Mary Hutchinson (which is her maiden name) is buried in the Regina Cemetery in Block 75. Her grave often has flowers tied around it.

2. Lee Chune (1867 - 1938)

Government House

Lee Chune might not be a household name, but for those who visit Government House, you might recognize him by his alias "Howie". Lee is said to be the resident ghost of Government House, who plays pranks on visitors and staff.

How Howie found employment at Government House isn't well known - not even by Government House staff. In fact, only a single picture of him exists and only half of him made it into the frame. What is known is that Howie was a cook at Government House and was beloved by the Governor-General. We also know his sleeping quarters are on the Governor General's side of the building, so they are not accessible to the public.

For decades, the story of Howie has been a mystery, and some thought he was an urban legend, except for the mysterious photograph. This grave - and the neighbouring one, which appears to be his wife! - solves the mystery but opens many more.

Howie is buried in the Regina Cemetery in Plot 288.

If you want to read more about Howie or the ghost who haunt Government House, I recommend Judith Silverthorne's "Ghosts of Government House" which is available on her website, at Government House or at the Penny University.

3. Amelia McRadu (1908 - 1918)

Amelia McRadu

Amelia's short life ended tragically, but the events leading up to it is something, unfortunately, many students can relate to today. A month before he untimely death, the deadly Spanish Influenza pandemic roared into Regina, taking its first life on October 6, 1918. Less than three weeks later, by Halloween night, 2,000 people were sick in Regina and over a hundred people had died.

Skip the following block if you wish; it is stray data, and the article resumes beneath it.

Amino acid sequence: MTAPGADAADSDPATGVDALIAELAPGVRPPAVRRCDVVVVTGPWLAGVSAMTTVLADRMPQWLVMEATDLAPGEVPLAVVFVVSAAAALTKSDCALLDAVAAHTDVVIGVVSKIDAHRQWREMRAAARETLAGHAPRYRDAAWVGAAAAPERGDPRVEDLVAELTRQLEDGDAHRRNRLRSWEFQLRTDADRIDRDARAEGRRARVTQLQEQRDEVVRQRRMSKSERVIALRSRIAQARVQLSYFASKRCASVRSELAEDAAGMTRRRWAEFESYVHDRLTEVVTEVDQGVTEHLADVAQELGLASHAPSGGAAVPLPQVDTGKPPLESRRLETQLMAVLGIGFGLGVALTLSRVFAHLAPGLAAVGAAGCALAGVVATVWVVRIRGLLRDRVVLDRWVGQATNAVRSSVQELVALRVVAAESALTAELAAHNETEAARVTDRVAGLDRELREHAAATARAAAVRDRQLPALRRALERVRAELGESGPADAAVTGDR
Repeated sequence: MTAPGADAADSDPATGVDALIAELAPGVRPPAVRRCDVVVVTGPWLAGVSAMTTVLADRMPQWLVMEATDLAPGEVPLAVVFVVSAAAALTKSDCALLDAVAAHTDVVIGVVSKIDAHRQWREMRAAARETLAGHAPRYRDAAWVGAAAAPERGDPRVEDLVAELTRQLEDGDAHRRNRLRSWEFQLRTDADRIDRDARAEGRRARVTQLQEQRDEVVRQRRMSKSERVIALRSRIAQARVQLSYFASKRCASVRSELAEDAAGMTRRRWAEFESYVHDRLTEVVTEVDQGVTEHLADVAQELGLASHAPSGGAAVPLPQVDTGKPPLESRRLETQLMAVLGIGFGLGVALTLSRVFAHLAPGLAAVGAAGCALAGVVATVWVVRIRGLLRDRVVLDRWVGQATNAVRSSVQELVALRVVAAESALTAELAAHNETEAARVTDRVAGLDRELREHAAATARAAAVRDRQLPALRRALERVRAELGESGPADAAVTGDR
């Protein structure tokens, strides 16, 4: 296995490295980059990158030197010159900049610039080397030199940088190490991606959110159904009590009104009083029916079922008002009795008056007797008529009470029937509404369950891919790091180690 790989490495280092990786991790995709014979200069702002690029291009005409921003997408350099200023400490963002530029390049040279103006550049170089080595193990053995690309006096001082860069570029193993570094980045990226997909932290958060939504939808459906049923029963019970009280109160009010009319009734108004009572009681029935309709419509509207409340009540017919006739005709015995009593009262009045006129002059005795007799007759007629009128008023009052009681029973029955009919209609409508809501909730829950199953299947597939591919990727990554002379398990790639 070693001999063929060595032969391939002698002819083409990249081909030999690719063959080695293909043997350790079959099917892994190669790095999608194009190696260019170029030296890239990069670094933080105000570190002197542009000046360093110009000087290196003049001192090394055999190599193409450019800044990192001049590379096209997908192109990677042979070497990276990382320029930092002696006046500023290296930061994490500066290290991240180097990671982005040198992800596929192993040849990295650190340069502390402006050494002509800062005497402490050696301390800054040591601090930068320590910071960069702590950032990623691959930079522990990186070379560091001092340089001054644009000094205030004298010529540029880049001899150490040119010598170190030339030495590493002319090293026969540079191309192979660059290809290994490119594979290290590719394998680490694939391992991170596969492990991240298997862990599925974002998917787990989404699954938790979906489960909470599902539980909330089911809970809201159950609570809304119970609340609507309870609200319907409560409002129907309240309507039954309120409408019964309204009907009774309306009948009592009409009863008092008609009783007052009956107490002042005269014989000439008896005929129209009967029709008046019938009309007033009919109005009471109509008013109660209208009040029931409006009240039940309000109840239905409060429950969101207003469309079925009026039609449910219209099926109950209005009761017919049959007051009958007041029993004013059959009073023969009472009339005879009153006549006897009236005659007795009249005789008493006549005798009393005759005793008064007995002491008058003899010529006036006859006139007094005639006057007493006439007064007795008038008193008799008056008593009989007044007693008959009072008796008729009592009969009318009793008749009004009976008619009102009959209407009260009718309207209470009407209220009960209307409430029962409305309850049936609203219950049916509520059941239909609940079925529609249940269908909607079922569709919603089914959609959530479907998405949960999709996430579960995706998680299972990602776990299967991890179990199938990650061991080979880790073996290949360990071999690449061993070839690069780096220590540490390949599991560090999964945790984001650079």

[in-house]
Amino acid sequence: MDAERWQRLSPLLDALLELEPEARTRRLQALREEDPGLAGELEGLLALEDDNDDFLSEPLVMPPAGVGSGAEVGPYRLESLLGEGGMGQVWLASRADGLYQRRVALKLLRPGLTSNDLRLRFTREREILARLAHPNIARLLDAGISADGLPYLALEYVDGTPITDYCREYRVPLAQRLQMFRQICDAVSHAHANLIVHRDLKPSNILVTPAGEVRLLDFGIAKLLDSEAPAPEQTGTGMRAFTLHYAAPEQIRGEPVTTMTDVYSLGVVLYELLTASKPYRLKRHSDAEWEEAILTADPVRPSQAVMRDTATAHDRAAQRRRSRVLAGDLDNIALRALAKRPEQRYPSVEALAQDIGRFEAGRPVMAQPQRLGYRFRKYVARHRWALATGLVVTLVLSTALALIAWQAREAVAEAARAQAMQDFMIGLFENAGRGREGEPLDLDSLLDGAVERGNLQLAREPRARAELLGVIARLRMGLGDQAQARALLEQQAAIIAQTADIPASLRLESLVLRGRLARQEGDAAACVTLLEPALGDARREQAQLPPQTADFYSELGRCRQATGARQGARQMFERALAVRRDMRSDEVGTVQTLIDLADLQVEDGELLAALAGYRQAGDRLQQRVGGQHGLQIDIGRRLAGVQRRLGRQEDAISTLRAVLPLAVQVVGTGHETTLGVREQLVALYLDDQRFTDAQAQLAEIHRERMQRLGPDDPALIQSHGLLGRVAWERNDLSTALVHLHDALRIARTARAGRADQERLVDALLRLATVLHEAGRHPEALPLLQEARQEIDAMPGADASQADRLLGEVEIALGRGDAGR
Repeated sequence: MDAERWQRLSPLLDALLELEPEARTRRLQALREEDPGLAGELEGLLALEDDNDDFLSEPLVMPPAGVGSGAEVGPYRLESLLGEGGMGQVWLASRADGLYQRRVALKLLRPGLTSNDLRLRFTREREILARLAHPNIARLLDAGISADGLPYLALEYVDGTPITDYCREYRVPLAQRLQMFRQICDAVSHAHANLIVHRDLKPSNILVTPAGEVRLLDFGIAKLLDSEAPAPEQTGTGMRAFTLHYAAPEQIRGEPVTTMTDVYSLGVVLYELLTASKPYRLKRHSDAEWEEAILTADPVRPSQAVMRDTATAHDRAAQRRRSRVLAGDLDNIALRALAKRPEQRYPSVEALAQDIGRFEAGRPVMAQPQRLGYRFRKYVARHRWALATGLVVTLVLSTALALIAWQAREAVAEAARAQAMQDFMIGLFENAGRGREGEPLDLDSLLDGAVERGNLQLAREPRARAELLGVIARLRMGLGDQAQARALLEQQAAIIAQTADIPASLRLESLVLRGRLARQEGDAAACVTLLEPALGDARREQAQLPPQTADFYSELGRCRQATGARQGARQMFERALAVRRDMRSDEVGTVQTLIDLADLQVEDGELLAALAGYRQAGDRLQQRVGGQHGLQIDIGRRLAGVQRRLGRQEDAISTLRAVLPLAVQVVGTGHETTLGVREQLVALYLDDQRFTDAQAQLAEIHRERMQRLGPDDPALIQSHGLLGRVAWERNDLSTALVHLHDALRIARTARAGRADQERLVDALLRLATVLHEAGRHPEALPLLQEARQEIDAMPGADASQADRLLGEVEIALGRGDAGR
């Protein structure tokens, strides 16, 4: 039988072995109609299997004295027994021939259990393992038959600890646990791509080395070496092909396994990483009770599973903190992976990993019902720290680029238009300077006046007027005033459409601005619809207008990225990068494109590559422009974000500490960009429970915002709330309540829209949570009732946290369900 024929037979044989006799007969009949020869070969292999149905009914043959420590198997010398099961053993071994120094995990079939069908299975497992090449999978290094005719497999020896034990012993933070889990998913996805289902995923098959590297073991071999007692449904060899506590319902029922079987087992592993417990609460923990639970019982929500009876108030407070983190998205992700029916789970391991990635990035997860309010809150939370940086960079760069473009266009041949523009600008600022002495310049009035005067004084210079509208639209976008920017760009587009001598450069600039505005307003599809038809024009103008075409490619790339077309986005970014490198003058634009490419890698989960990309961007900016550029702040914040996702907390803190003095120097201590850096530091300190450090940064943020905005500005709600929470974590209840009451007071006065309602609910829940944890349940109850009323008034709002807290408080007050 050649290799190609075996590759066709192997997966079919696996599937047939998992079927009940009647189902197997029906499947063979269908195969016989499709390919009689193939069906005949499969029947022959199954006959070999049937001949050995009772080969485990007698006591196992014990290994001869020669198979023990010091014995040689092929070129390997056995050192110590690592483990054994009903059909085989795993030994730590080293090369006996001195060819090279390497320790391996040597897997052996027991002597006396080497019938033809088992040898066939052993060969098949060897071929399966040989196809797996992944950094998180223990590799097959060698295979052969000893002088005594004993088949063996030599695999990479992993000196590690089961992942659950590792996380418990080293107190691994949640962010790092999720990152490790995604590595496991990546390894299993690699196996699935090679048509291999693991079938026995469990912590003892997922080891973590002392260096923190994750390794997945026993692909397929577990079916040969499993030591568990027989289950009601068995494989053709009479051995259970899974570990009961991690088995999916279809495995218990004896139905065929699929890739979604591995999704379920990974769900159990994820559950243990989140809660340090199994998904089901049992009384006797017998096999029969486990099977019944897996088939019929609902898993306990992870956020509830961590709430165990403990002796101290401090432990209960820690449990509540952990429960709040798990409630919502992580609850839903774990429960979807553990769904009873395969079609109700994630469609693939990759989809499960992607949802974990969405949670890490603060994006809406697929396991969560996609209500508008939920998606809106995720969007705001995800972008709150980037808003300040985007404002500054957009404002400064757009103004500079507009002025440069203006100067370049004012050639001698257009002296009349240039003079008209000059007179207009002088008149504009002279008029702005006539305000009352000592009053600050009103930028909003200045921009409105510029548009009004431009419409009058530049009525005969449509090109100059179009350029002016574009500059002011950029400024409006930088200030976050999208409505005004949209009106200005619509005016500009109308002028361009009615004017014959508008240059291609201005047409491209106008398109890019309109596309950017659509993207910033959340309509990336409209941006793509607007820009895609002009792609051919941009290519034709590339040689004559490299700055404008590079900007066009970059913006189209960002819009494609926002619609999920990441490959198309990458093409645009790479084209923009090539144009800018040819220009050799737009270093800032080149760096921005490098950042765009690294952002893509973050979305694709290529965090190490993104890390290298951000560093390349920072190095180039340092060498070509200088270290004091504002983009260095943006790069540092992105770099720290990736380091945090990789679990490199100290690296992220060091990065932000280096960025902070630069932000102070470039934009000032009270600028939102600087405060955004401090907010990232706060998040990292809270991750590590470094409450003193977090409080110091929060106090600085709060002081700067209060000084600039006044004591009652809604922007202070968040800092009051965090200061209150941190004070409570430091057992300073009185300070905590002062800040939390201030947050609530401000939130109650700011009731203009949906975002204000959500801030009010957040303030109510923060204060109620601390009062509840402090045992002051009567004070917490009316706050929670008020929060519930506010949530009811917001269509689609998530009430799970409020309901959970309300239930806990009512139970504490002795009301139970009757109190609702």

Regina during the month of October 1918 is a mirror-image of Regina during April 2020. Municipal and provincial policies requested people stay indoors. Public gatherings, including weddings, funerals, rallies, and marches were cancelled. Theatres, shops, and libraries were all closed. The biggest difference was that schools, which were also closed, had been transformed into overflow emergency hospitals.

Amelia McRadu's life was flipped upside down because of the pandemic. She went from going to class and playing with the friends to being stuck inside while a deadly pandemic closed in around her. Day by day, she watched the pandemic destroy parts of her life - until it eventually got inside the house and infected the family. Her mother, Parachiva McRadu, succumbed to the virus on November 5, 1918 and Amelia would follow her four days later.

Prior to 2020, few people spoke of the Spanish Influenza other than in passing. Fortunately, "The Morning Leader" newspaper has been archived online and the day-by-day challenges of the city during the pandemic are chronicled. It would be an excellent research project for any student, and one that they will never forget.